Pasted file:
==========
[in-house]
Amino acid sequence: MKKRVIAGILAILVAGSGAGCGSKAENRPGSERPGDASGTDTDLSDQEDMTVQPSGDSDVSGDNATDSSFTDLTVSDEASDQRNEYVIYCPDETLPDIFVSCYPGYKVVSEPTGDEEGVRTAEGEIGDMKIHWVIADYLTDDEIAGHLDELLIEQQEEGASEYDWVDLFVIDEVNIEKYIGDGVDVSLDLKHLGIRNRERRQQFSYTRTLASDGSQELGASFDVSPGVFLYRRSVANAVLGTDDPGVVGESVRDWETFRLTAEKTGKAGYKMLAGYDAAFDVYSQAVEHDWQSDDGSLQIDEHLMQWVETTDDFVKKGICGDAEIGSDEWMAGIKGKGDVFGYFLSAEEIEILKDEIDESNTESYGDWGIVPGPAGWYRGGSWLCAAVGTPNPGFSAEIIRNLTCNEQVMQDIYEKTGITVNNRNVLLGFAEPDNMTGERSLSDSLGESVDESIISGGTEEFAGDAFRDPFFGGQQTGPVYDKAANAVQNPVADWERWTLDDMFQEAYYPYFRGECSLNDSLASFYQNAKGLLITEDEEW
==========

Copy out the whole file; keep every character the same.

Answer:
[in-house]
Amino acid sequence: MKKRVIAGILAILVAGSGAGCGSKAENRPGSERPGDASGTDTDLSDQEDMTVQPSGDSDVSGDNATDSSFTDLTVSDEASDQRNEYVIYCPDETLPDIFVSCYPGYKVVSEPTGDEEGVRTAEGEIGDMKIHWVIADYLTDDEIAGHLDELLIEQQEEGASEYDWVDLFVIDEVNIEKYIGDGVDVSLDLKHLGIRNRERRQQFSYTRTLASDGSQELGASFDVSPGVFLYRRSVANAVLGTDDPGVVGESVRDWETFRLTAEKTGKAGYKMLAGYDAAFDVYSQAVEHDWQSDDGSLQIDEHLMQWVETTDDFVKKGICGDAEIGSDEWMAGIKGKGDVFGYFLSAEEIEILKDEIDESNTESYGDWGIVPGPAGWYRGGSWLCAAVGTPNPGFSAEIIRNLTCNEQVMQDIYEKTGITVNNRNVLLGFAEPDNMTGERSLSDSLGESVDESIISGGTEEFAGDAFRDPFFGGQQTGPVYDKAANAVQNPVADWERWTLDDMFQEAYYPYFRGECSLNDSLASFYQNAKGLLITEDEEW